Window film is a self-adhesive material that can be applied to new or existing glazing to solve a number of problems. Solar control, privacy, decorative and anti shatter films have been around for many years, specialist films such as anti graffiti and anti fog films are also being widely used in today’s’ market.
In its simplest form window film is a thin sheet of polyester, adhesive and then a thin polyester backing liner. Additional sheets of polyester can be found on many films, two sheets of polyester is called two-ply, some safety and security films are also available in three ply. A metalized or dyed layer can sometimes be added between these sheets of polyester to add colour or tint and a scratch resistant coating can be found on the majority of films to protect from every day wear and tear bokeh.
Window film can be fitted to most type of glazing, they can all be fitted to flat glass but some films can also be fitted to raised or patterned glass depending on the flexibility of the film and the type of pattern, if the pattern is too raised the film may not be successfully installed, however there is usually a flat side to all patterned glass. Another problem type of glazing can be compound curves found on the windscreens of cars. This is because the glass is curved in two directions, the film can be easily applied to glass curved in one direction but if it’s a compound curve you will probably need to heat shrink the film, specialist car window tints are available for this, these are usually a thinner material and are specially made to be heat shrinkable more so than a standard window film.
There are three technologies that give different performance characteristics, these are; dyed, deposited and sputtered.
Dyed window film
Dyed films are usually on the cheaper end of the market but these films shouldn’t be disregarded, as there are some very good dyed films on the market. The bottom end of the market is glue tinted, glue tinted films have the dye mixed with the adhesive (scratch resistant coating (not always present), polyester sheet(s), adhesive mixed with dye, backing liner). These are usually sold on the Asian and South American market but are still sold in Europe. These films are not usually particularly colour stable, as there’s very little protection for the dye, as such they can fade very quickly. Because the dye is mixed with the adhesive the colour is not always uniform and the colour can be moved during installation.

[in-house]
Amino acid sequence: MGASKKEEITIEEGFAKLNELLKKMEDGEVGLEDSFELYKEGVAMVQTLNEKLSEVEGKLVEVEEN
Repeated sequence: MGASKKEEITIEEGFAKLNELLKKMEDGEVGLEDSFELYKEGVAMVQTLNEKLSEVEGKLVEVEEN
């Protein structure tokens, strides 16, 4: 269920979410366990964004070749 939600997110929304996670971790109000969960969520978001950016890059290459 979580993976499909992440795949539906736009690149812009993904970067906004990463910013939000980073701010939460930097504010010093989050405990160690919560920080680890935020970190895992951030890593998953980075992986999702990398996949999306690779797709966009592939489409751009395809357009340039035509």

A better type of dyed film is one that has the dye sandwiched inside two sheets of polyester, this film is much more colour stable as it is protected by the polyester sheets, this also provides no problems when installing as the adhesive is clear and there can be no colour shift. These films can very often be supplied with as much as ten years warranty.
One of the common misconceptions with dyed film is that it can disperse heat into the property. As dyed films can absorb heat and it’s fitted inside it’s easy to see why people think this. However most of the heat is held in the glass and because the wind speed outside is so much greater than inside (wind speed averages over 15mph outdoors but only ½ mph indoors) the external air draws the heat outside. Some heat is leaked into the property but most heat is dissipated outdoors.
As double glazed units allow no air movement in between the glass, interior dyed films aren’t always suitable for this type of glazing and you should make sure that you check on it’s suitability before installing as installation on the wrong type of glazing can cause thermal cracking.
Deposited window film
Deposited window film is created by drawing film through a tank of metal ingots (usually aluminum or nickel chrome, but sometimes copper). Pressure is then reduced in the tank creating a vacuum and the tank is filled with argon gas. When the tank is filled with gas the metal ingots are the heated, the heat causes the metal to give up particles, which in turn migrate to the films surface in an even layer. The density of the metal deposits can be controlled easily by altering the speed of the film through the chamber.
Sputtered window film
Sputtering is the most complicated procedure for creating window film. This process is also carried out in a vacuum but the metallization in this process is achieved at atomic level. Electromagnetic fields direct streams of ions from a chemically inert gas (usually Argon) towards the metal. This ion bombardment (often referred to as “atomic billiards”) causes groups of atoms to dislodge in small bursts and scatter uniformly across the film.
The benefits of sputtering are that around 30 different types of metals can be used; various metals can be chosen to subtract specific radiation from the solar spectrum. The metalized coating is much lighter; a sputtered metal can be created in a layer one-hundredth of the thickness of a human hair.